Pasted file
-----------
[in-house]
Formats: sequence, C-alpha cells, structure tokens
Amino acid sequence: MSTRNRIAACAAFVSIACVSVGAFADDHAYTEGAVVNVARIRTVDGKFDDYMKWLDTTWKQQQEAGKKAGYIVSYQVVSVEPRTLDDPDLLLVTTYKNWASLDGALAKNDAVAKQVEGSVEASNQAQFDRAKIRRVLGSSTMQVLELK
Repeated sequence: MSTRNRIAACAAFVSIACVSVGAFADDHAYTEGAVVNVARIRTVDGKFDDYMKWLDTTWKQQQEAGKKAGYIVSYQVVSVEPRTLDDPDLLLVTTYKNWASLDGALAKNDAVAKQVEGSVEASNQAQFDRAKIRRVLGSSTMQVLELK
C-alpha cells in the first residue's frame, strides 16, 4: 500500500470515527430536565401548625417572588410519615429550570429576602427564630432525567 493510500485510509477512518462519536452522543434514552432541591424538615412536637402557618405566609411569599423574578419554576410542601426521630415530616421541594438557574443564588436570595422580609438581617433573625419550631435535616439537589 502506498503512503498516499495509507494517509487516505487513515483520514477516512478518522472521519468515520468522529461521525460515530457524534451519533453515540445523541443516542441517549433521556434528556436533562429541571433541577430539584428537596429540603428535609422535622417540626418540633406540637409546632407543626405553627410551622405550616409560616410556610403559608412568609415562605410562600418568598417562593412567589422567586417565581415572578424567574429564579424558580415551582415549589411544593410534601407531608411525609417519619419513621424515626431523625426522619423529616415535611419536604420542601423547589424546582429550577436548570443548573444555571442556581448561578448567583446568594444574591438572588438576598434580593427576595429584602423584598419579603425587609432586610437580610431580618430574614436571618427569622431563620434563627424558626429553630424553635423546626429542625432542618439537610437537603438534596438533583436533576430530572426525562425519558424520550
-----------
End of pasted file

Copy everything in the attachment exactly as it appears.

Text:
[in-house]
Formats: sequence, C-alpha cells, structure tokens
Amino acid sequence: MSTRNRIAACAAFVSIACVSVGAFADDHAYTEGAVVNVARIRTVDGKFDDYMKWLDTTWKQQQEAGKKAGYIVSYQVVSVEPRTLDDPDLLLVTTYKNWASLDGALAKNDAVAKQVEGSVEASNQAQFDRAKIRRVLGSSTMQVLELK
Repeated sequence: MSTRNRIAACAAFVSIACVSVGAFADDHAYTEGAVVNVARIRTVDGKFDDYMKWLDTTWKQQQEAGKKAGYIVSYQVVSVEPRTLDDPDLLLVTTYKNWASLDGALAKNDAVAKQVEGSVEASNQAQFDRAKIRRVLGSSTMQVLELK
C-alpha cells in the first residue's frame, strides 16, 4: 500500500470515527430536565401548625417572588410519615429550570429576602427564630432525567 493510500485510509477512518462519536452522543434514552432541591424538615412536637402557618405566609411569599423574578419554576410542601426521630415530616421541594438557574443564588436570595422580609438581617433573625419550631435535616439537589 502506498503512503498516499495509507494517509487516505487513515483520514477516512478518522472521519468515520468522529461521525460515530457524534451519533453515540445523541443516542441517549433521556434528556436533562429541571433541577430539584428537596429540603428535609422535622417540626418540633406540637409546632407543626405553627410551622405550616409560616410556610403559608412568609415562605410562600418568598417562593412567589422567586417565581415572578424567574429564579424558580415551582415549589411544593410534601407531608411525609417519619419513621424515626431523625426522619423529616415535611419536604420542601423547589424546582429550577436548570443548573444555571442556581448561578448567583446568594444574591438572588438576598434580593427576595429584602423584598419579603425587609432586610437580610431580618430574614436571618427569622431563620434563627424558626429553630424553635423546626429542625432542618439537610437537603438534596438533583436533576430530572426525562425519558424520550